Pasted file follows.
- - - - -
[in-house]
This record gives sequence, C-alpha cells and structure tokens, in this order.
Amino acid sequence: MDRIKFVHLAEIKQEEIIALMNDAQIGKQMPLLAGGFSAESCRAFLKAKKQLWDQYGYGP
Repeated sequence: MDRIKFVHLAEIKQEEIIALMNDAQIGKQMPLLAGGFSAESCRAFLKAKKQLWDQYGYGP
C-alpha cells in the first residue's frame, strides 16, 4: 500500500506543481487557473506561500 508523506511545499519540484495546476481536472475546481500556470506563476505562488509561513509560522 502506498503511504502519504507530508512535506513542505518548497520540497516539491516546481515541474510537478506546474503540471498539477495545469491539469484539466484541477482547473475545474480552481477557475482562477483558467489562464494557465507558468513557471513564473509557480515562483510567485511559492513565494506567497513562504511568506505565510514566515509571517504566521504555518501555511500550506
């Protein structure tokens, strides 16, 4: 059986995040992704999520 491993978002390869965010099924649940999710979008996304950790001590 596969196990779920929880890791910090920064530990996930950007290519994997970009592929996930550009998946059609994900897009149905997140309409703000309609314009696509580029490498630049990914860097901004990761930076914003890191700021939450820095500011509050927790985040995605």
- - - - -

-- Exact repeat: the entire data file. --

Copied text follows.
[in-house]
This record gives sequence, C-alpha cells and structure tokens, in this order.
Amino acid sequence: MDRIKFVHLAEIKQEEIIALMNDAQIGKQMPLLAGGFSAESCRAFLKAKKQLWDQYGYGP
Repeated sequence: MDRIKFVHLAEIKQEEIIALMNDAQIGKQMPLLAGGFSAESCRAFLKAKKQLWDQYGYGP
C-alpha cells in the first residue's frame, strides 16, 4: 500500500506543481487557473506561500 508523506511545499519540484495546476481536472475546481500556470506563476505562488509561513509560522 502506498503511504502519504507530508512535506513542505518548497520540497516539491516546481515541474510537478506546474503540471498539477495545469491539469484539466484541477482547473475545474480552481477557475482562477483558467489562464494557465507558468513557471513564473509557480515562483510567485511559492513565494506567497513562504511568506505565510514566515509571517504566521504555518501555511500550506
């Protein structure tokens, strides 16, 4: 059986995040992704999520 491993978002390869965010099924649940999710979008996304950790001590 596969196990779920929880890791910090920064530990996930950007290519994997970009592929996930550009998946059609994900897009149905997140309409703000309609314009696509580029490498630049990914860097901004990761930076914003890191700021939450820095500011509050927790985040995605």